A pinch roller 74 is disposed adjacent feed plate 44 to cooperate with one of rollers 70 to grasp the strips of shredded paper or the unshredded waste paper and feed it into the compacting zone 76 defined by end wheels 46 and 47 and rollers 70. Pinch roller 74 has a driven sprocket 40 that is engaged and driven by chain 34. Pinch roller 74 is preferably provided with a somewhat resilient or compressible surface, such as hard rubber, and is adjustably mounted by any convenient method considered to be within the skill of the art so that the relative pressure between pinch roller 74 and its cooperating roller 70 can be varied.
Apparatus 10 has an opening at 78 where upper housing 14 meets lower housing 12. This opening is for the insertion of waste paper when the user does not wish to shred the paper before it is compacted. Upper housing 14 is secured to lower housing 12 by a latch mechanism 80. Latch mechanism 80 may comprise any convenient, known device for securing upper housing 14 to lower housing 12 to maintain compacting pressure of rollers 70 in upper housing 14 against the waste being compressed and end wheels 46 and 47. In the preferred embodiment mechanism 80 comprises a thumbscrew 82 and spring 84 whereby the latching force may be adjusted.
In operation, apparatus 10 functions as follows. In the case of paper to be shredded, documents 30 are inserted through opening 28 and roller cutters 18, 20 slice the paper into elongate strips, as shown in FIG. 3. The elongate strips are fed to cooperating pinch roller 74 and associated roller 70. Pinch roller 74 is driven at a faster rotational rate of speed than roller cutters 18, 20. Accordingly, pinch roller 74 and cooperating roller 70 tend to tear the elongate strips along tear lines generally normal to the axis of elongation of the strips which corresponds to the direction of feed of document 30 through apparatus 10. Pinch roller 74 and its cooperating feed roller 70 discharge the shredded paper into compacting zone 76. As the shredded paper begins to accumulate in zone 76, rollers 70 will start to compress and compact the waste. The paper will eventually be compacted into a cylindrical roll filling zone 76. As the accumulation of waste paper builds within apparatus 10, it is apparent that there will be increased forces between the compacted waste and rollers 70. Conventional prior art switching means could be provided to detect this increased force caused by accumulation of waste within apparatus 10 and to either automatically stop the machine and/or provide a visual or audible signal to the operator indicating that the machine is at its capacity. Removal of the compacted cylindrical roll is accomplished by releasing latch mechanisms 80 and pivoting upper housing 14 about the hinge point 16.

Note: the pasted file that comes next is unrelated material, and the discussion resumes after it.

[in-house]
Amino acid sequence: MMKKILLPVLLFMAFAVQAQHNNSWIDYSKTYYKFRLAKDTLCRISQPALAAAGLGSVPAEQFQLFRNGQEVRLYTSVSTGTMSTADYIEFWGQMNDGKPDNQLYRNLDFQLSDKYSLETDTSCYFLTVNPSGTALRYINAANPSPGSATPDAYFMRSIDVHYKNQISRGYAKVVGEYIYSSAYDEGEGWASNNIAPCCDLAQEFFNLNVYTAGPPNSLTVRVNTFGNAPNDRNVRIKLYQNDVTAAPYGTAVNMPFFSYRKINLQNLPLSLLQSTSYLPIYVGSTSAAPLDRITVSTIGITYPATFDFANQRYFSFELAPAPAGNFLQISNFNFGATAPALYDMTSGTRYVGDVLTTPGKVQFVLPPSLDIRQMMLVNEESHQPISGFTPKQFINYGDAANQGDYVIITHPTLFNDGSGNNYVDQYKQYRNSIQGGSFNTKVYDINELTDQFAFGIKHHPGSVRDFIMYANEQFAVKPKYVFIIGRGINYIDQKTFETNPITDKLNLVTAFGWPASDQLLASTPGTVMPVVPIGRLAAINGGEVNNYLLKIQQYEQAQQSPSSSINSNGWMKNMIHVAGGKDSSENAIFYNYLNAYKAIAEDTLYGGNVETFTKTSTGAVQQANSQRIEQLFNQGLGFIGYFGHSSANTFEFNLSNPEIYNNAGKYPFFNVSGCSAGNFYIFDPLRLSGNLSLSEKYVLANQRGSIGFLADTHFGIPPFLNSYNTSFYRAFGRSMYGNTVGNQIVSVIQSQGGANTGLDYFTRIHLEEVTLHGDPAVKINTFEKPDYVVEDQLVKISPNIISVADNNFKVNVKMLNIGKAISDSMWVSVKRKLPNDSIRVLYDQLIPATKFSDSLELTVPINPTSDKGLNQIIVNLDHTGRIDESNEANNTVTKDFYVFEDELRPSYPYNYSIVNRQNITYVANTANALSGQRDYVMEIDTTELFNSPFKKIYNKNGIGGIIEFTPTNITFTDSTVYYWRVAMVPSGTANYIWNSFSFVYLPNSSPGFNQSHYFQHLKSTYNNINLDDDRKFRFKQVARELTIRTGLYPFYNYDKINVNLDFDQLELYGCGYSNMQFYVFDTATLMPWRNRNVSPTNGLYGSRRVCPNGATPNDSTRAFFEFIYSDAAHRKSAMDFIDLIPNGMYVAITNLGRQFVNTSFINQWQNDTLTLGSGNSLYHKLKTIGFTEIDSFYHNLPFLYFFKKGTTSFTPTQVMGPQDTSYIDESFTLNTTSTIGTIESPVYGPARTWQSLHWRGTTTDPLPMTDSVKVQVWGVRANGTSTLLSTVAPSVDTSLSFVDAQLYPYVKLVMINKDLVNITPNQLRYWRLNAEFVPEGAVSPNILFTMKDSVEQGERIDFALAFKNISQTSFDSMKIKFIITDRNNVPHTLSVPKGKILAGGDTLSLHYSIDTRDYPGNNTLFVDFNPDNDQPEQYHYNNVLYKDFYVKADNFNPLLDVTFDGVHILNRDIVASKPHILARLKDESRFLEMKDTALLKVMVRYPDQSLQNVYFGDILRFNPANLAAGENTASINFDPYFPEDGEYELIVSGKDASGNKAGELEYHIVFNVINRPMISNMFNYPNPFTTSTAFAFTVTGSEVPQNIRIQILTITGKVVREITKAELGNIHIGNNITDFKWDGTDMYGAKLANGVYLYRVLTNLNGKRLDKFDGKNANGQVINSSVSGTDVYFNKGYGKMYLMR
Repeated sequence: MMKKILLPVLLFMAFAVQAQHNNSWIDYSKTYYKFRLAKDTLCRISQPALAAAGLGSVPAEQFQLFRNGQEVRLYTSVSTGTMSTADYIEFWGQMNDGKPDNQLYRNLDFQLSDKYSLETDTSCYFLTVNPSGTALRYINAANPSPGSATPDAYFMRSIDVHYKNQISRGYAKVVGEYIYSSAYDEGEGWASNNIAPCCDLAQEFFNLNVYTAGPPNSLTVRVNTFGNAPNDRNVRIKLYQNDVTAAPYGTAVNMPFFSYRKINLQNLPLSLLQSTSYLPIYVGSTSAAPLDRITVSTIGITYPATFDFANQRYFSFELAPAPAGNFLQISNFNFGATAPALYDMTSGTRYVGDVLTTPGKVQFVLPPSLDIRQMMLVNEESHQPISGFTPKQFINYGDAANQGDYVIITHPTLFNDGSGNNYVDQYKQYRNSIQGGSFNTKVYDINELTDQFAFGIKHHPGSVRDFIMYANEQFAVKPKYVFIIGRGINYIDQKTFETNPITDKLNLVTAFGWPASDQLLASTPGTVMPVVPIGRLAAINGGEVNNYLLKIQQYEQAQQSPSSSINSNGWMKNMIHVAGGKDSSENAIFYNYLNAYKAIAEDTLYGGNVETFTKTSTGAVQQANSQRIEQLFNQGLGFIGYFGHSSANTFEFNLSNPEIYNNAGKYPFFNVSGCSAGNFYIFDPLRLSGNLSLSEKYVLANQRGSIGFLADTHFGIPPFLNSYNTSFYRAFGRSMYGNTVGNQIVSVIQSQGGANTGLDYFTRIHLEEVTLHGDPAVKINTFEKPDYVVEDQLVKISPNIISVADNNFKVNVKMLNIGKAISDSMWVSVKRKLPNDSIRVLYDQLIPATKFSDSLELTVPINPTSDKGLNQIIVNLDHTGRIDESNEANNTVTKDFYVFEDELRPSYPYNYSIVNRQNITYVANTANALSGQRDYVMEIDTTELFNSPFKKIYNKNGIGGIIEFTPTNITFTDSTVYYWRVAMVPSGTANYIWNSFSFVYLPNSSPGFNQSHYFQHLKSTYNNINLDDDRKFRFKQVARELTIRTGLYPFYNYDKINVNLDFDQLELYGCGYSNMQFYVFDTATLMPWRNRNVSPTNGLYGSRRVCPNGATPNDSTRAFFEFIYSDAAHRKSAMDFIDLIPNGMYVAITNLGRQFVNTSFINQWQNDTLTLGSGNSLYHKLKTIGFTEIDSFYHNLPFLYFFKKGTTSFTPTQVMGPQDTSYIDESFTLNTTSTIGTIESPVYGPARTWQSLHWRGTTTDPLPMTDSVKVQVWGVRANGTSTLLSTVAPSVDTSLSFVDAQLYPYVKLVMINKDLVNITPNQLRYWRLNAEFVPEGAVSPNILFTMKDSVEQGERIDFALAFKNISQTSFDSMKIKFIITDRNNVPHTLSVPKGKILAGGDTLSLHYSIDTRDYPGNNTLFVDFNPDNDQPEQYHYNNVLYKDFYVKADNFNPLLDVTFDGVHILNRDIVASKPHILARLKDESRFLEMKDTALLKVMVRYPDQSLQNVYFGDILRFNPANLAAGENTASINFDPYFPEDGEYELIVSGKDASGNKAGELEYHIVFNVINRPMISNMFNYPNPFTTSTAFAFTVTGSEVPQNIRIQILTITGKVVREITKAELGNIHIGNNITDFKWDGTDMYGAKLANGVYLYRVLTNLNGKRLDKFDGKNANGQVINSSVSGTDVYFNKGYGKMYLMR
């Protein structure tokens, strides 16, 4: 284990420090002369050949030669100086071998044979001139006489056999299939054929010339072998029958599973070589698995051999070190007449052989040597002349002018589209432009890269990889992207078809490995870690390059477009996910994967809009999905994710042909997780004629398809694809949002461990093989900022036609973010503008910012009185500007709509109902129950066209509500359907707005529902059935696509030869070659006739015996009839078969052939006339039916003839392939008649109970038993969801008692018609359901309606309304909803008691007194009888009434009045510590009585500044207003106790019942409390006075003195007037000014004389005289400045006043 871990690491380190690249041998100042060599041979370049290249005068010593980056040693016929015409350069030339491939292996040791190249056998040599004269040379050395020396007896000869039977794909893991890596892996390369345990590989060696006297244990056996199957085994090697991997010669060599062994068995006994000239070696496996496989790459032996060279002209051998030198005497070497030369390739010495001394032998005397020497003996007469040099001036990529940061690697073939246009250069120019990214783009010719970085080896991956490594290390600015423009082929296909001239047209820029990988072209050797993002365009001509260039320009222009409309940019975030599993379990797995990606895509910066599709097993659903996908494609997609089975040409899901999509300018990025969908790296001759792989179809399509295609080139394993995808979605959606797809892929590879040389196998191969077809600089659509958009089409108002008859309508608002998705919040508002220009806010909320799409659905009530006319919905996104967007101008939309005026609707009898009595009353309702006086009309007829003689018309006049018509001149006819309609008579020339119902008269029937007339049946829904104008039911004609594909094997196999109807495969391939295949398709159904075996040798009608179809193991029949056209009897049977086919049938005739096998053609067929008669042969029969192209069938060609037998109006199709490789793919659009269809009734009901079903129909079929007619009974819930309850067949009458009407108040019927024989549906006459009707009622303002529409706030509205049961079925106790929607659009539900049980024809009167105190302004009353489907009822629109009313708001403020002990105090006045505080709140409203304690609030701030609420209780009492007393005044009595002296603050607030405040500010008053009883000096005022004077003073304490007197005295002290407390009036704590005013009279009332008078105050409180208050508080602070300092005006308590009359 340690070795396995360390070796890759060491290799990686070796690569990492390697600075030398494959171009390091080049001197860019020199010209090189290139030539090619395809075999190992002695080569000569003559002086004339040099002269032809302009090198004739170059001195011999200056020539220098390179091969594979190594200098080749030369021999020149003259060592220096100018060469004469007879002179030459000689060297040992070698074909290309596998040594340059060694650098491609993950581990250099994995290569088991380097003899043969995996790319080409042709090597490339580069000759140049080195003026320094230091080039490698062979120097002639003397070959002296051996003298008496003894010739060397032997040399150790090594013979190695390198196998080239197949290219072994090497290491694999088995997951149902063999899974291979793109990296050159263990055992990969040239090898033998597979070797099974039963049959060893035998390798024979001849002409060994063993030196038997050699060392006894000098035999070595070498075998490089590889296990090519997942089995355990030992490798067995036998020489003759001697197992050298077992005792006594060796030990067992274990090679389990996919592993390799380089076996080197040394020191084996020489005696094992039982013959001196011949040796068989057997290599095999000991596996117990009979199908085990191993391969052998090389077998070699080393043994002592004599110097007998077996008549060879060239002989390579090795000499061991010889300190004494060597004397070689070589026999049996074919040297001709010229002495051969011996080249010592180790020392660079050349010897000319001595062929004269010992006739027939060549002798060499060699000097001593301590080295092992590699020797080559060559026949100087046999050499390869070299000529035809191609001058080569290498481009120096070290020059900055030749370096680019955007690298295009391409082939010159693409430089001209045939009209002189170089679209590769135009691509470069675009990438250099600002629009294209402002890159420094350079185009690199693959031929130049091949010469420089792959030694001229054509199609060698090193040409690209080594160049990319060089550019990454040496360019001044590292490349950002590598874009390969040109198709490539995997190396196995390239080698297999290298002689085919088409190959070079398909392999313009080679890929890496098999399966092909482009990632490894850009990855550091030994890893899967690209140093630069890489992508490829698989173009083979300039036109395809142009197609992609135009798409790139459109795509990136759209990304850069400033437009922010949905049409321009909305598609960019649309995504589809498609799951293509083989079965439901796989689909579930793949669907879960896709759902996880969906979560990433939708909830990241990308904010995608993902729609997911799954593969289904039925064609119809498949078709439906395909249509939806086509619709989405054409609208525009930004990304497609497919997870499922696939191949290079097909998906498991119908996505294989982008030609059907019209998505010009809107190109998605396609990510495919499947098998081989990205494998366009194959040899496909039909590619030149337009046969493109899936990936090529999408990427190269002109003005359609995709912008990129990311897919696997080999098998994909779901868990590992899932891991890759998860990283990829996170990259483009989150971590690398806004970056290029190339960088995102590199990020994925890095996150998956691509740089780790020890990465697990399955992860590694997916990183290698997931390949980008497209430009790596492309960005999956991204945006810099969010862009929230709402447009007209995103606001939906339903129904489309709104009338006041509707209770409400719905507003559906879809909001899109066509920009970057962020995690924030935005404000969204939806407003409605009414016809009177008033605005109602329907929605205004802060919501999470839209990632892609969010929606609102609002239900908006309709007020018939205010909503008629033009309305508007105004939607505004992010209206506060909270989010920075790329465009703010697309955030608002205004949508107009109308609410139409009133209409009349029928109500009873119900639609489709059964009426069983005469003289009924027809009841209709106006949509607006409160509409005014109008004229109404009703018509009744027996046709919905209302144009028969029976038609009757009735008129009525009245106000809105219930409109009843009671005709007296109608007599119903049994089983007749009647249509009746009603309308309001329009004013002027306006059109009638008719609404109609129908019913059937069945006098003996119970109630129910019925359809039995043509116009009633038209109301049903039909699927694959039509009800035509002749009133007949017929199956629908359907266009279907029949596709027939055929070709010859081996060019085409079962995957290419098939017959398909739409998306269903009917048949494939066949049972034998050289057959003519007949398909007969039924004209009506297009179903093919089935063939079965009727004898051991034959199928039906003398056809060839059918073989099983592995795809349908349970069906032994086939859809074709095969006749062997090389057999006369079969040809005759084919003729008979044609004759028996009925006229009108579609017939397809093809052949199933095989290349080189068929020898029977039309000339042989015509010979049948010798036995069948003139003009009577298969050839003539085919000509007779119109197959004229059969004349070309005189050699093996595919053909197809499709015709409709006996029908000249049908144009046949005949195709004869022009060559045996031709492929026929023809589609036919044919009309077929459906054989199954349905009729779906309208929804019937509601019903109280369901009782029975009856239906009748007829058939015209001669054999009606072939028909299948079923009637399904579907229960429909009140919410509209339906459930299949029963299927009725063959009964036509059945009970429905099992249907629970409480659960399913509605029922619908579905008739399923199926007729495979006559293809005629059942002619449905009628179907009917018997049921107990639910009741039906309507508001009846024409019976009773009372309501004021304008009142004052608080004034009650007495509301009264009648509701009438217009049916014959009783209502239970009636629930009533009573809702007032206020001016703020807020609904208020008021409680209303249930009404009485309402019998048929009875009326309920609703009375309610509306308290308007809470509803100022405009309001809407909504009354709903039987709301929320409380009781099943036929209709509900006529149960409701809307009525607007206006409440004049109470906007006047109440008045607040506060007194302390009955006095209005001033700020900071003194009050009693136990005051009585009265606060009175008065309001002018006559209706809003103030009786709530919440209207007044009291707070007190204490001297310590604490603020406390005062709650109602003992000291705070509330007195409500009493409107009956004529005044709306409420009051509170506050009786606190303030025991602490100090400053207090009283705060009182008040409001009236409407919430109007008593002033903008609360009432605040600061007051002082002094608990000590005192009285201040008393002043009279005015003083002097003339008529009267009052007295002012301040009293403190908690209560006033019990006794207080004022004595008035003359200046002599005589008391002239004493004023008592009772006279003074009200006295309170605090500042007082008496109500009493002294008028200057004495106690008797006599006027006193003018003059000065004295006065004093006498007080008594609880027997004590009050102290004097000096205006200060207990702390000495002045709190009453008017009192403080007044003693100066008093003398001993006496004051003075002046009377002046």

In some instances, one may wish to compact waste paper without first shredding it. Such paper may be inserted through opening 78 where it is guided by feed plate 44 into engagement with pinch roller 74 and its cooperating roller 70. This unshredded waste paper is then discharged into compacting zone 76 where it is compressed into a cylindrical rolls in the same manner as previously described. This unshredded paper may also be used to encompass the shredded cylinder for binding. Materials such as plastic wrap or string may also be fed in as a binder for the waste cylinder prior to its removal. A manual override switch may be provided to allow the operator to bind the cylinder after any automatic shut-off switch has been triggered.
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|U.S. Classification||100/89, 100/97, 100/914|
|International Classification||B30B9/30, B02C18/00|
|Cooperative Classification||Y10S100/914, B02C18/0007, B30B9/3035, B30B9/3082|
|European Classification||B02C18/00B, B30B9/30L, B30B9/30C10|
|Aug 19, 1986||AS||Assignment|
Owner name: DECO PRODUCTS COMPANY, 506 SANFORD STREET, DECORAH
Free format text: ASSIGNMENT OF ASSIGNORS INTEREST.;ASSIGNOR:STORLIE, LEW;REEL/FRAME:004594/0502
Effective date: 19860718
Owner name: DECO PRODUCTS COMPANY, A CORP. OF MINNESOTA,IOWA
Free format text: ASSIGNMENT OF ASSIGNORS INTEREST;ASSIGNOR:STORLIE, LEW;REEL/FRAME:004594/0502
Effective date: 19860718
|Apr 9, 1992||REMI||Maintenance fee reminder mailed|
|Sep 6, 1992||LAPS||Lapse for failure to pay maintenance fees|
|Nov 10, 1992||FP||Expired due to failure to pay maintenance fee|
Effective date: 19920906